when i first got into the business, someone told me: "everything works and nothing works"
Aug 19, 2009 2:43 pm

What are you finding that works today..product or appt?

Aug 19, 2009 2:58 pm

i've always called on muni bonds, non threatening, wealthy people buy them, try to generate a conversation.  i am not looking to sell a bond at all, just trying to develop rapport, dialogue, and ultimately set an appointment.

Aug 19, 2009 3:23 pm

If you are making an appt with clients, you are not calling areas outside of your appt range?

Aug 19, 2009 8:49 pm

yes, i usually call my local area only.  though, i am starting to call outside, into other states.  people tell me they call all over the country, i'm amazed by that.

Aug 27, 2009 6:13 pm

how do you guys organize your ABCDE cherries???  binders, folders, digitally??  TIA!!

Aug 27, 2009 9:26 pm

I built my business by focusing on three tranches:
1. Customers who I didn't see as long term relationships
2. Clients that I saw as long term relationships thought I'd eventually outgrow
3. Clients that I saw as long term relationships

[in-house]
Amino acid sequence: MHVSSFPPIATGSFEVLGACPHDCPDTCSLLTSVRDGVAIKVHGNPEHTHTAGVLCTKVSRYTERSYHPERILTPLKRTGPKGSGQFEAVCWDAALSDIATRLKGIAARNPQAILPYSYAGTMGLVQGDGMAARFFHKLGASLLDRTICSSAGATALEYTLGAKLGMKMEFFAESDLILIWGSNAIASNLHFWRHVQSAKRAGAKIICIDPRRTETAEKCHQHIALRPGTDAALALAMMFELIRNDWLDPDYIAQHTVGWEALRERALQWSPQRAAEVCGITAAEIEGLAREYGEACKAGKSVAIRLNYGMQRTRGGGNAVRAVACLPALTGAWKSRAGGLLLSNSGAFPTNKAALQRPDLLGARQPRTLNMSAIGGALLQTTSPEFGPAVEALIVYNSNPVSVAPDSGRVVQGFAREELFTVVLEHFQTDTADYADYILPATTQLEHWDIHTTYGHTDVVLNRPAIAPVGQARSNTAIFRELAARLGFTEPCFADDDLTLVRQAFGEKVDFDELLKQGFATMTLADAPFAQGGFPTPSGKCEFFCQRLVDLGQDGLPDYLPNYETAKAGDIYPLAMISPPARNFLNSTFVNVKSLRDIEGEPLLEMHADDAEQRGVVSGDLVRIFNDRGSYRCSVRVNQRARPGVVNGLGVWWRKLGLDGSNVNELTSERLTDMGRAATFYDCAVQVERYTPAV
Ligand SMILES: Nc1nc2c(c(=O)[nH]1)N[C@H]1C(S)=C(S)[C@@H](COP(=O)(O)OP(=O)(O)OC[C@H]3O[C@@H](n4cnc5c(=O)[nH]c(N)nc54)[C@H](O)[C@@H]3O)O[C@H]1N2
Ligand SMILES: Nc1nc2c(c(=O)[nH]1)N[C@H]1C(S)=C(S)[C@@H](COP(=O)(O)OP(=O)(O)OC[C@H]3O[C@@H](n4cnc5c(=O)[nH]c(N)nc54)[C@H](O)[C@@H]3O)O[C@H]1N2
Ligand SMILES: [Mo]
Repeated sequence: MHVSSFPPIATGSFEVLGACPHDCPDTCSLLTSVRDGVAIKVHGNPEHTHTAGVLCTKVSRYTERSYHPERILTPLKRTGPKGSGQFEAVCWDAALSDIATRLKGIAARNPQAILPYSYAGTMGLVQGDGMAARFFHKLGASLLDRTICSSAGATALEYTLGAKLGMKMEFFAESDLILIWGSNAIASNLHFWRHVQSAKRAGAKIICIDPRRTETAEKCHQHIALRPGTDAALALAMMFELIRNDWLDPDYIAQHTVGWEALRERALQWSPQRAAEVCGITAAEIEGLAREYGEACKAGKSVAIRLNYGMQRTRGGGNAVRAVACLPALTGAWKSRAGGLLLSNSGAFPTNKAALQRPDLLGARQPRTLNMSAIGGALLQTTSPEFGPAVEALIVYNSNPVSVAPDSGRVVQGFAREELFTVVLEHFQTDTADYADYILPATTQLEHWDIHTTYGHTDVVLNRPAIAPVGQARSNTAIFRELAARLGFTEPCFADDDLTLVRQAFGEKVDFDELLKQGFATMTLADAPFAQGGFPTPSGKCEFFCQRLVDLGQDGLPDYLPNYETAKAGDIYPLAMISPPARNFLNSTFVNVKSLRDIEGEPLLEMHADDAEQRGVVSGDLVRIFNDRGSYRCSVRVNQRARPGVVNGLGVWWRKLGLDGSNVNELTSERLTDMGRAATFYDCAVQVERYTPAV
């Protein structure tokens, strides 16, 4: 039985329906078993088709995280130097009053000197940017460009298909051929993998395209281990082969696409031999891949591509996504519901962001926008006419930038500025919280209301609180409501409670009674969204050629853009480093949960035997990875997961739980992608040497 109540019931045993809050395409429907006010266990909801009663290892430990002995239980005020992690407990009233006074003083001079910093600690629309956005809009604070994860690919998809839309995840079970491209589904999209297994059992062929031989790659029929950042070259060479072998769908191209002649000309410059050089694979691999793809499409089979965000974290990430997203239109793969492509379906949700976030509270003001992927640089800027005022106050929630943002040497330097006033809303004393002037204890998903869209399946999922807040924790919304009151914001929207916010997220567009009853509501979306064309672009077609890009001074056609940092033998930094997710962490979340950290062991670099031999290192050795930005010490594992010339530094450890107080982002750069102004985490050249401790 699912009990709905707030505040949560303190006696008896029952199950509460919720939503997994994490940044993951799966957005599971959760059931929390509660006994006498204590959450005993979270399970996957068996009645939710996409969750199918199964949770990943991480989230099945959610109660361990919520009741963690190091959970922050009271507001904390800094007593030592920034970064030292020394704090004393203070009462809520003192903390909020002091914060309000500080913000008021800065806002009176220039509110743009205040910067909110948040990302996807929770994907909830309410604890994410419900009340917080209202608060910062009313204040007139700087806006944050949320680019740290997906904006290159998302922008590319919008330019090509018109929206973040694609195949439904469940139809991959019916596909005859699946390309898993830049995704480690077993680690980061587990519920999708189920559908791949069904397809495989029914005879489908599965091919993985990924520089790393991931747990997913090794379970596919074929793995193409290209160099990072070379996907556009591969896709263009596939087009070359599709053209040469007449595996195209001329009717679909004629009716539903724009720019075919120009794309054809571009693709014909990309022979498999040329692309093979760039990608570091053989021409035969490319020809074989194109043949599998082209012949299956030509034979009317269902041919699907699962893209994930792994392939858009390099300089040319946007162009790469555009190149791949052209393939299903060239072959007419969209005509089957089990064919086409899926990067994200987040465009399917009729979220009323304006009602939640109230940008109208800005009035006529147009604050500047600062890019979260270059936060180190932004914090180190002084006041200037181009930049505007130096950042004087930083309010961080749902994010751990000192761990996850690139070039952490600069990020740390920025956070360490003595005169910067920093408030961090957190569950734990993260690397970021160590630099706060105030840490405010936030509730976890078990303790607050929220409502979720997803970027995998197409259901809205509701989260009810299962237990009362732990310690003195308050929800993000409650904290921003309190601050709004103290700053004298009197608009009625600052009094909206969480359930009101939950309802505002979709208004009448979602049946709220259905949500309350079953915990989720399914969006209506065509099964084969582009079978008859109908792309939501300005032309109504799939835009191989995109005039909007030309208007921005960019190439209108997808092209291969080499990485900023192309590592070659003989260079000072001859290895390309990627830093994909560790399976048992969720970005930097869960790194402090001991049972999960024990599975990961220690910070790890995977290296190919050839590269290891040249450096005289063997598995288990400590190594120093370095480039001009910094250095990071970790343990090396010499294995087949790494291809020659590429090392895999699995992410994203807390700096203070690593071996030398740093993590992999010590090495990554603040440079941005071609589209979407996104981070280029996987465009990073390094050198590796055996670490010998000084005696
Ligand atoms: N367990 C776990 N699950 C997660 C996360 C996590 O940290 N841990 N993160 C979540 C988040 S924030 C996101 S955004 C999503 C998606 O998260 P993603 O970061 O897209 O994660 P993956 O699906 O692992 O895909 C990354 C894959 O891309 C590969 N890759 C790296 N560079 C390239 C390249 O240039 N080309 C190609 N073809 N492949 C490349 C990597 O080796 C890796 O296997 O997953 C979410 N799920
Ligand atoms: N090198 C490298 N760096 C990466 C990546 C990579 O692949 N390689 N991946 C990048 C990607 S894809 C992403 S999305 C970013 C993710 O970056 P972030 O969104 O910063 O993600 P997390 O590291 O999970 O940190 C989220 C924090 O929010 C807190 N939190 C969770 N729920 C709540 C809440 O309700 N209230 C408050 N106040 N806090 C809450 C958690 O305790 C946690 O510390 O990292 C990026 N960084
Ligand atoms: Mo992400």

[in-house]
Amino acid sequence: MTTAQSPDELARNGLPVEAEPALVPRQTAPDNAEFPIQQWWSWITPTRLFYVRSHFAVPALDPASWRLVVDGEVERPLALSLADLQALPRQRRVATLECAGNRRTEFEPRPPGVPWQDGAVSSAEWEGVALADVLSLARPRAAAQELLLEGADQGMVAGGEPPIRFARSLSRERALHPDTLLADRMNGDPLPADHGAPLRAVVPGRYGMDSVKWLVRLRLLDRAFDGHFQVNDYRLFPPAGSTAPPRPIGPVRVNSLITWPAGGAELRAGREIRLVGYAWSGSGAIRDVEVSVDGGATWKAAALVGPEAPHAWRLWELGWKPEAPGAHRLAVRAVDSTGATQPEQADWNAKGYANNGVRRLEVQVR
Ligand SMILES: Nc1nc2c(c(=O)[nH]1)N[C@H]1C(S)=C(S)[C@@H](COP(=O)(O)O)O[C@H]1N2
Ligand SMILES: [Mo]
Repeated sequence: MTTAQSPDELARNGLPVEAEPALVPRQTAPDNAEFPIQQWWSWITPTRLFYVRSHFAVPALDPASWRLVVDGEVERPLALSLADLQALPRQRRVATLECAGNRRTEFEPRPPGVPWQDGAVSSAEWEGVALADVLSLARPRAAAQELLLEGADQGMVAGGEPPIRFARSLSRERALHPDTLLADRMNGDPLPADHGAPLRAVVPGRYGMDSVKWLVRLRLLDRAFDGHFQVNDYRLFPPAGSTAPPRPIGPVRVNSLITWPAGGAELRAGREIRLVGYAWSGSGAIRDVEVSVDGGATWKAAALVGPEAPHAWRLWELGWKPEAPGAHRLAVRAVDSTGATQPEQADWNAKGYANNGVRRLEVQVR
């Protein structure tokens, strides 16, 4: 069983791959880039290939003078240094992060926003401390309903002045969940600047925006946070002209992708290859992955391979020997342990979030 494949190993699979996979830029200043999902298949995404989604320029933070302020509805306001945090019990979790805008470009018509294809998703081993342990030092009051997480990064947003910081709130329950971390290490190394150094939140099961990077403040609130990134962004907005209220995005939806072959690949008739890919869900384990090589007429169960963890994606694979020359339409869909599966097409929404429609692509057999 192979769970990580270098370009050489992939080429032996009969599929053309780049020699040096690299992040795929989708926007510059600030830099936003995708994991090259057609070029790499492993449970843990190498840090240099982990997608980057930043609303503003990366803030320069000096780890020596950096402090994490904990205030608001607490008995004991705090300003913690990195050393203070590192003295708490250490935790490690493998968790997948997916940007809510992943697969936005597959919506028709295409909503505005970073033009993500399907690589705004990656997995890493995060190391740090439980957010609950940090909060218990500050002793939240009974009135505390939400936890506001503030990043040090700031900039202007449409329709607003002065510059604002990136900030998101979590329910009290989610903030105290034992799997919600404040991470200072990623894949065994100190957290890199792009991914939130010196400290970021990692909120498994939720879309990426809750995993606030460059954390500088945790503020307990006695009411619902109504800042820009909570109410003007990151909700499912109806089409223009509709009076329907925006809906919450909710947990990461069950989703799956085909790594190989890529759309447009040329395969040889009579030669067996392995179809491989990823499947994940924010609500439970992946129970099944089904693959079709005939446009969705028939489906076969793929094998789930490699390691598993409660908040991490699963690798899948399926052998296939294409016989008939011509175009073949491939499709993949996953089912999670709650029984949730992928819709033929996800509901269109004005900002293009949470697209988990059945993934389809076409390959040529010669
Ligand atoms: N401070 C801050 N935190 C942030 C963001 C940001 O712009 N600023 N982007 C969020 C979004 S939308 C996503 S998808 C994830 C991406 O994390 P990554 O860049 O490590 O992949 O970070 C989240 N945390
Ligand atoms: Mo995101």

Group #1 I basically sold products to - bonds, funds, alts. When I left my wire I simply didn't let them know where I was headed. Some ended up being potentially good clients (easy, pleasant), but weren't ever going to be great fee based clients. (I really don't want the type of client that is interested in investments - bond buyers especially.)
Group #2 I set up in wrap mutual fund programs. These were people that were less wealthy and harder to like. My plan was to transfer these accounts to a split number as soon as possible.
Group #3 I put in Rep-as-PM portfolios of ETFs, bonds and blue chip stocks

Prospected for group 1 through cold calling on product. It's really cold calling on appointments that's painful. For #2, I mainly developed by cold calling on a specific need (stock options in my case) and #3 I worked to figure out how to meet them or get introduced through an existing client, acquaintance or whatever.

I think what worked for me and what should work for many guys starting out was using a variety of approaches and segmenting your prospects. It's very hard, unless you're calling from Goldman or something, to build a business with wealthy people through cold prospecting. But, I think you're not going to build a business of those types of clients right out the gate unless you're in a pretty unusual situation.

It's also pretty hard to stay in the business in the first few years by focusing on fee based. You just don't hit the numbers. I saw a lot of guys fail out with a couple of beautiful fee based accounts which someone either intelligently swept in and bought or which the manager gave to one of the corner office brokers.